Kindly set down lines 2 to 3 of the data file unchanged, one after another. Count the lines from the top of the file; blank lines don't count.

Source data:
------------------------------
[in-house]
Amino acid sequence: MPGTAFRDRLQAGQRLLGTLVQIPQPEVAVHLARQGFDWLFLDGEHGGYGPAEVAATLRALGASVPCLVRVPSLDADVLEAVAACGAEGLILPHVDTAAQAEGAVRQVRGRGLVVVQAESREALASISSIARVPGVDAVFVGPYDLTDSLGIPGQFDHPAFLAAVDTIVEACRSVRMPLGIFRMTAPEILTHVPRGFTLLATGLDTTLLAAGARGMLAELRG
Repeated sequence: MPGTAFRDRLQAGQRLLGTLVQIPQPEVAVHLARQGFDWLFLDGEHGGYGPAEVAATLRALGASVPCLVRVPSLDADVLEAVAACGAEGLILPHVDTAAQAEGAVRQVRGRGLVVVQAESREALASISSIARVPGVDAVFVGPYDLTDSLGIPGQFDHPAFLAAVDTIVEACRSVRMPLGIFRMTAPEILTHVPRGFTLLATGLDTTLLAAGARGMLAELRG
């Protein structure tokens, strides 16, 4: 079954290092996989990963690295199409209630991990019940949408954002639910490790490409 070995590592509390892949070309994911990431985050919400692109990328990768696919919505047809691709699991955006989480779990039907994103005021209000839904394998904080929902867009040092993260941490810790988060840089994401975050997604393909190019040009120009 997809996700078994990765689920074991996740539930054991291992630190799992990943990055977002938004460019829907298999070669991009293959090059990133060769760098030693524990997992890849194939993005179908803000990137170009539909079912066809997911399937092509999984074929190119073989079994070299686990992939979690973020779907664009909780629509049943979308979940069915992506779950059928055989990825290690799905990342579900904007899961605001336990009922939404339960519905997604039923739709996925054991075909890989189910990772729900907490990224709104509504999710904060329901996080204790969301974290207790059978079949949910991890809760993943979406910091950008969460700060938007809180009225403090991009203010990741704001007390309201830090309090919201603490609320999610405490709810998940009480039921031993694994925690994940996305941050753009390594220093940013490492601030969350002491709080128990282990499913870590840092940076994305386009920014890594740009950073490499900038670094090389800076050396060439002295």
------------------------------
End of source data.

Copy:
Amino acid sequence: MPGTAFRDRLQAGQRLLGTLVQIPQPEVAVHLARQGFDWLFLDGEHGGYGPAEVAATLRALGASVPCLVRVPSLDADVLEAVAACGAEGLILPHVDTAAQAEGAVRQVRGRGLVVVQAESREALASISSIARVPGVDAVFVGPYDLTDSLGIPGQFDHPAFLAAVDTIVEACRSVRMPLGIFRMTAPEILTHVPRGFTLLATGLDTTLLAAGARGMLAELRG
Repeated sequence: MPGTAFRDRLQAGQRLLGTLVQIPQPEVAVHLARQGFDWLFLDGEHGGYGPAEVAATLRALGASVPCLVRVPSLDADVLEAVAACGAEGLILPHVDTAAQAEGAVRQVRGRGLVVVQAESREALASISSIARVPGVDAVFVGPYDLTDSLGIPGQFDHPAFLAAVDTIVEACRSVRMPLGIFRMTAPEILTHVPRGFTLLATGLDTTLLAAGARGMLAELRG